Wood is a reliable and popular option when it comes to braai fire. What are the options available?
Braaing is a huge part of South African culture and it seems that no matter the season, we’re always up for a get-together around a fire with friends and family. Although coal is commonly used to braai, wood remains a reliable and popular option. Many braai enthusiasts believe that being able to braai meat and other foods properly requires the right type of wood. If you’re keen on using wood for your next braai, have a look at the list below for the best types of wood to use.
There are 3 key considerations for choosing the right wood:
1.The dryness of the wood
Dry wood is recommended over other types of wood because it’s easier to light, burns quicker, and produces less smoke.
2.The type of food
The type of food you’ll be braaiing is important to take into account because some woods burn quicker than others, and woods that burn faster are recommended for meats such as steak and pork.
3.The density of the wood
Denser woods are great for slower braais as they take a long time to burn and often burn at much higher temperatures. They also tend to be more expensive than less dense woods.
Types of woods to use
This popular braai wood is an alien invader species and is primarily used in the Western Cape, although it can be found around other parts of South Africa too. It takes about 40 minutes for this wood to burn and produce coals and is the perfect choice for those looking to add a smokey tang to their food.
Pinewood is a softwood that is ideal for starting a braai fire, but it’s worth keeping in mind that the fire doesn’t last too long. Pine also produces quite a lot of smoke when it’s burnt, however the scent is strong and pleasant.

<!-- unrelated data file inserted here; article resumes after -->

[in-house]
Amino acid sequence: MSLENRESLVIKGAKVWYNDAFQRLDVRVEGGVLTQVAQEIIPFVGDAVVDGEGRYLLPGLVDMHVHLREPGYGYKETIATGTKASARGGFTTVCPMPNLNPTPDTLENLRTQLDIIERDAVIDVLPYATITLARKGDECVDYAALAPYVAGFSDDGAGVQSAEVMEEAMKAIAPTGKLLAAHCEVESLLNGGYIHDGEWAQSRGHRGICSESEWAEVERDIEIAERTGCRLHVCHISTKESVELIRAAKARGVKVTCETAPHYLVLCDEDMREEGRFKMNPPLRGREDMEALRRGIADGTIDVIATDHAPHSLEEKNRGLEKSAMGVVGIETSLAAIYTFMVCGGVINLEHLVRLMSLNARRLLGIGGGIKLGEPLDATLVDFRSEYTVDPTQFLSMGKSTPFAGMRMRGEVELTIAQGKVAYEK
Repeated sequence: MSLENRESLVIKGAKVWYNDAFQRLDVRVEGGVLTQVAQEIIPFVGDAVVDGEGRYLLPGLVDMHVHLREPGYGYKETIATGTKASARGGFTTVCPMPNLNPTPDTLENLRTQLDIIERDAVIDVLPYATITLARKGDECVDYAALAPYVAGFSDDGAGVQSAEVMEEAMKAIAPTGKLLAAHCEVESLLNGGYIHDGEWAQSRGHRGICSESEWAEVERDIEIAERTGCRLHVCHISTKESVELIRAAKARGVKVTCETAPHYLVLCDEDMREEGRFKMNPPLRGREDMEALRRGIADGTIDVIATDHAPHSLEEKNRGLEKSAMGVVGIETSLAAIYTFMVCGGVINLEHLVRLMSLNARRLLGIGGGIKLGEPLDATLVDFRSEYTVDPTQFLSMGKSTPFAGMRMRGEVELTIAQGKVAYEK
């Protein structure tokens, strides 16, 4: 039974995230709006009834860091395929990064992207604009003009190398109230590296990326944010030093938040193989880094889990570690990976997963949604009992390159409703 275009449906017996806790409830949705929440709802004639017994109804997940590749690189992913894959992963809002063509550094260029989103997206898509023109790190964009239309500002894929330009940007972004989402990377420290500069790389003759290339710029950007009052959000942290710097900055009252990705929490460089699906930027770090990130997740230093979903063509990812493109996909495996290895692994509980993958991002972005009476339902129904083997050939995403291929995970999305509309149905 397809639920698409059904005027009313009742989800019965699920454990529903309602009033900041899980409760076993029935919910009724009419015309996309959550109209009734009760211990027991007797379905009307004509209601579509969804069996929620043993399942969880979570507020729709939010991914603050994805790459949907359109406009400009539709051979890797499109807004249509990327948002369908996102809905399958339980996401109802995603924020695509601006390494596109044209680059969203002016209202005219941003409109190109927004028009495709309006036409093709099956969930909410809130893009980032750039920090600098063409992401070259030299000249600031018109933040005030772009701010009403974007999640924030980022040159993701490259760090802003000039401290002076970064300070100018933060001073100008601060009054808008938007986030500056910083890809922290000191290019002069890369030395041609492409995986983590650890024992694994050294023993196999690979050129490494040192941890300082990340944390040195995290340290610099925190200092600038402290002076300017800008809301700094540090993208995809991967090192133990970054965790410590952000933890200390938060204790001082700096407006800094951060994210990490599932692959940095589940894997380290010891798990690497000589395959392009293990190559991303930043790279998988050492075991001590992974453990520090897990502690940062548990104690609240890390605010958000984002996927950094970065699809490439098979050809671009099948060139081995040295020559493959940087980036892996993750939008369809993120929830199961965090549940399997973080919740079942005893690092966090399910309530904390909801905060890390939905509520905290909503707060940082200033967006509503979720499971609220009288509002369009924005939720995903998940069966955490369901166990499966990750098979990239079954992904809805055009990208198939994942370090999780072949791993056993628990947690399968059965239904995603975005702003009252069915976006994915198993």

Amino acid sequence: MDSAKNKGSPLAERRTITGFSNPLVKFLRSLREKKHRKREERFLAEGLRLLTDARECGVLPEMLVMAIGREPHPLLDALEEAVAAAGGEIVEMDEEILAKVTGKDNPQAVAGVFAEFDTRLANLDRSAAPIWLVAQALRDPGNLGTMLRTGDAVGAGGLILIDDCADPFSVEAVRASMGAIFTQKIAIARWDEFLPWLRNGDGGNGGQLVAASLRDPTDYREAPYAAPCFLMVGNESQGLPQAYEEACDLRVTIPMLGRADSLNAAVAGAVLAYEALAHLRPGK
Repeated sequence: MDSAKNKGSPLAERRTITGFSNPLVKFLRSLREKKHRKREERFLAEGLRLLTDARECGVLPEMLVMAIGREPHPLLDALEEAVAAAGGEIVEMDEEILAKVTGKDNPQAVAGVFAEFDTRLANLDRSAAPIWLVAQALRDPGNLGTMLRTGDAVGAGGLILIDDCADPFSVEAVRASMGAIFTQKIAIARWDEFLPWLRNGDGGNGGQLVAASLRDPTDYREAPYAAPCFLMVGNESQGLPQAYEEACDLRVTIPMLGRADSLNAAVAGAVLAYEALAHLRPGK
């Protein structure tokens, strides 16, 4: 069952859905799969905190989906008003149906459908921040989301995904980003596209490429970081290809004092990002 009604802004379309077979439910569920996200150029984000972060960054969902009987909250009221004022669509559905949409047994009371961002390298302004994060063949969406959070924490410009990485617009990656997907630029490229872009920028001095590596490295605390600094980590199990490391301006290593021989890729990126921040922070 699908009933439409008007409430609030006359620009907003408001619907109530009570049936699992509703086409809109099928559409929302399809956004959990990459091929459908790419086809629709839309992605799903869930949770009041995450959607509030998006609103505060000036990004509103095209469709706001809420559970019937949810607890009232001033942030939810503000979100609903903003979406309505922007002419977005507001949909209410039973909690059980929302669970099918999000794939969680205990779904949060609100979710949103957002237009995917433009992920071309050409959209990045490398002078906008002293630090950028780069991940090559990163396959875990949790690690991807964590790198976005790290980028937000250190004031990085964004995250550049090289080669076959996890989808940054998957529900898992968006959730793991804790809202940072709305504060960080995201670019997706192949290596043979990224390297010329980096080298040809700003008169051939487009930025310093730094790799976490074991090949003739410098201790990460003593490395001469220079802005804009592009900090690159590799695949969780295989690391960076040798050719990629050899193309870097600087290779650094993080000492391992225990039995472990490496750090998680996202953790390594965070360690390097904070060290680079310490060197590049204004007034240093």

Sekelbos is a yellow wood that releases natural oils that aid in flavouring the meat. This hardwood is recommended for potjies.
In addition to being found in South Africa, Mopani wood is also found in Zimbabwe, Namibia, and Botswana. Apart from being commonly found,its easy to stock and preserve due to its termite resistance ability and its a quick fire starter.
This wood burns quite slowy and doesn’t produce much smoke due to its low moisture content. It’s perfect for standing around if you’re not in a hurry to get your braai done.
Bluegum is wood that comes from the eucalyptus tree. It may not burn with a super-hot flame, but it offers a long-lasting burn. This wood is recommended for moments when the braai is done but you’re still wanting to spend time socialising around the fire afterwards.
Consider using any of the braai woods above for a great braai flame to enhance the flavour of your cooking or just spending quality time around a warm, inviting fire.